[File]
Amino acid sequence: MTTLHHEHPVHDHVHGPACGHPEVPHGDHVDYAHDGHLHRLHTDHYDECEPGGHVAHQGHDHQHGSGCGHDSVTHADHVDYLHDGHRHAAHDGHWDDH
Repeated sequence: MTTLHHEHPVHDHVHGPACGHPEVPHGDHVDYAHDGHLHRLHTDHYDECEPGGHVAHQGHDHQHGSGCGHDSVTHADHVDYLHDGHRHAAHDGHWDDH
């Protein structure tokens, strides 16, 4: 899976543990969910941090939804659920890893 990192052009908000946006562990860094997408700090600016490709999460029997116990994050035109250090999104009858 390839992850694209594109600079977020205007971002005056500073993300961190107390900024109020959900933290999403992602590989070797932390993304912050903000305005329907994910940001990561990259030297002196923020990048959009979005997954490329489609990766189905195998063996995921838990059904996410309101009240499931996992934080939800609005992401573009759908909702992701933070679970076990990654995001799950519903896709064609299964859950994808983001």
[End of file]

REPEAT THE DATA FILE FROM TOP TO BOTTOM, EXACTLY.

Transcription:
Amino acid sequence: MTTLHHEHPVHDHVHGPACGHPEVPHGDHVDYAHDGHLHRLHTDHYDECEPGGHVAHQGHDHQHGSGCGHDSVTHADHVDYLHDGHRHAAHDGHWDDH
Repeated sequence: MTTLHHEHPVHDHVHGPACGHPEVPHGDHVDYAHDGHLHRLHTDHYDECEPGGHVAHQGHDHQHGSGCGHDSVTHADHVDYLHDGHRHAAHDGHWDDH
């Protein structure tokens, strides 16, 4: 899976543990969910941090939804659920890893 990192052009908000946006562990860094997408700090600016490709999460029997116990994050035109250090999104009858 390839992850694209594109600079977020205007971002005056500073993300961190107390900024109020959900933290999403992602590989070797932390993304912050903000305005329907994910940001990561990259030297002196923020990048959009979005997954490329489609990766189905195998063996995921838990059904996410309101009240499931996992934080939800609005992401573009759908909702992701933070679970076990990654995001799950519903896709064609299964859950994808983001």